Submitted to: Agronomy Journal
Publication Type: Peer Reviewed Journal
Publication Acceptance Date: October 3, 2003
Publication Date: February 1, 2004
Citation: McLaughlin, M.R., Fairbrother, T.E., Rowe, D.E. 2004. Nutrient uptake by warm-season perennial grasses in a swine effluent spray field. Agronomy Journal. 96:484-493. Interpretive Summary: Hay yield and nutrient content were compared among five perennial grasses. Grasses were grown in Mississippi for four years in a swine effluent spray field, which had high levels of soil phosphorus. The grasses were bermudagrass (Common and Coastal), eastern gamagrass, Indiangrass, johnsongrass, and switchgrass. Yield and nutrient content were generally higher in bermudagrass than in the other grasses. Hay yield and nutrient content by common bermudagrass were generally equal to or higher than that of Coastal hybrid bermudagrass. The native well-adapted species, Indiangrass, eastern gamagrass and switchgrass, performed generally as well as or better than johnsongrass, which was the predominant grass in the spray field. With the exception of Indiangrass, which did not produce as much hay as johnsongrass, these native species could be used in the current nutrient management system as alternatives to johnsongrass. All six grasses used nitrogen and phosphorus in amounts that were favorable for minimizing build up of these nutrients in spray field soil. None of the native species, however, yielded as well as bermudagrass. Common bermudagrass offers increased hay production and higher nutrient content than the other grasses tested. Farm managers wishing to establish or improve perennial grass hay systems in southern spray fields should consider common bermudagrass.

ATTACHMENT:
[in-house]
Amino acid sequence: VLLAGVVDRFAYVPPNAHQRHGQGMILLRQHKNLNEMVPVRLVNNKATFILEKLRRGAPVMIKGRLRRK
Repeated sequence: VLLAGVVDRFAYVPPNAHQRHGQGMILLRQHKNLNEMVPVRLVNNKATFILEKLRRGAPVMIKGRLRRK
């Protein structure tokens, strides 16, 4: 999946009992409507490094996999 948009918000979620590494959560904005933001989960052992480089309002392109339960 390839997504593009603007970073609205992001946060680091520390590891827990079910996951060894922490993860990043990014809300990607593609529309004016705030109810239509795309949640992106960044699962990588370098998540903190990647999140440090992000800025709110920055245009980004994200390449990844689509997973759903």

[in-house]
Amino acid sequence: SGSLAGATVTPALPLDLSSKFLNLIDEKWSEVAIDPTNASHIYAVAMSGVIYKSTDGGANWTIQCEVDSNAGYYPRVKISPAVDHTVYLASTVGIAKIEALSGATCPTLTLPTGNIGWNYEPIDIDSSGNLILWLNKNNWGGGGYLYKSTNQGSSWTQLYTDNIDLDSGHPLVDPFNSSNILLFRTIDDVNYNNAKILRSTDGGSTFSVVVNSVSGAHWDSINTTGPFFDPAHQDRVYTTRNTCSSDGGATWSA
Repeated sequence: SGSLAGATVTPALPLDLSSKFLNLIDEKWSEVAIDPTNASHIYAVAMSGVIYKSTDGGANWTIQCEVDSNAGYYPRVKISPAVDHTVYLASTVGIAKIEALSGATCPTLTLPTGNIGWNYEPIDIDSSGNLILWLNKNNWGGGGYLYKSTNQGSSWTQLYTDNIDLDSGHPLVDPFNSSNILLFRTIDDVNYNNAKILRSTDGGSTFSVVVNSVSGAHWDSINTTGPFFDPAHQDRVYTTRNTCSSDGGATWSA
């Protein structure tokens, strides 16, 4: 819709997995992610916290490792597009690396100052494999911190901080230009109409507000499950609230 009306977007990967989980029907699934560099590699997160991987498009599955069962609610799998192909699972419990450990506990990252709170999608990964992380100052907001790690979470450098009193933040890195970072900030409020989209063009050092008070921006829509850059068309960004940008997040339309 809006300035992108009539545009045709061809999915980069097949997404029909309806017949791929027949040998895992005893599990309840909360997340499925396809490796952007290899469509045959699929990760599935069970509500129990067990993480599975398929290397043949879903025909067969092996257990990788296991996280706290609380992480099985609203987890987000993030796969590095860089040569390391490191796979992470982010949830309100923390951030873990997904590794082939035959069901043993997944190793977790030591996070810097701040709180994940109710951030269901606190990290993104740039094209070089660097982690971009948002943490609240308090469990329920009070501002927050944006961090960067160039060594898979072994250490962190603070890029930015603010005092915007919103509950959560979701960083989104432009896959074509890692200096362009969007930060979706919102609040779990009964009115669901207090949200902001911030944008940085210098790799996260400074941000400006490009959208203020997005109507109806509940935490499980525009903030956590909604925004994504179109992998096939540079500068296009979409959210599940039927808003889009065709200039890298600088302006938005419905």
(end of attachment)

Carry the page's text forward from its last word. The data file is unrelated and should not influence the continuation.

Technical Abstract: Haying warm-season forage grasses is a common nutrient management practice on swine lagoon effluent spray fields in the southeastern US. Five warm-season perennial forage grasses, including `Common' and `Coastal' bermudagrass [Cynodon dactylon (L.) Pers.], `PKM-24' eastern gamagrass (Tripsacum dactyloides L.), `Lometa' Indiangrass [Sorghastrum nutans (L.) Nash], johnsongrass [Sorghum halepense (L.) Pers.], and `Alamo' switchgrass (Panicum virgatum L.), were compared for relative dry matter (DM) production and nutrient uptake in a Brooksville silty clay (fine, montmorillonitic, thermic Aquic Chromuderts). Experimental plots were located in an effluent spray field on a swine (Sus scrofa domesticus) farm. Data were collected on DM production and nutrient concentration in 2000-2002. Both bermudagrass varieties produced more forage than the other four grasses in all three years of the study. Common produced from 4.6 to 15.0 Mg DM ha-1 yr-1 and was not significantly different from Coastal (5.2 to 13.7 Mg DM ha-1 yr-1). By comparison, the highest annual DM yields of eastern gamagrass, Indiangrass, johnsongrass, and switchgrass were 9.5, 5.5, 9.7 and 9.1 Mg ha-1 yr-1, respectively. The highest annual uptake of N and P by common and Coastal bermudagrasses, eastern gammagrass, Indiangrass, johnsongrass, and switchgrass 314, 298, 181, 106, 188, and 167 kg N ha-1 yr-1 and 44, 35, 21, 14, 23 and 19 kg P ha-1 yr-1, respectively. The bermudagrass varieties also had higher uptakes of other macronutrients (Ca, K, and Mg) and micronutrients (Cu, Fe, Mn, and Zn).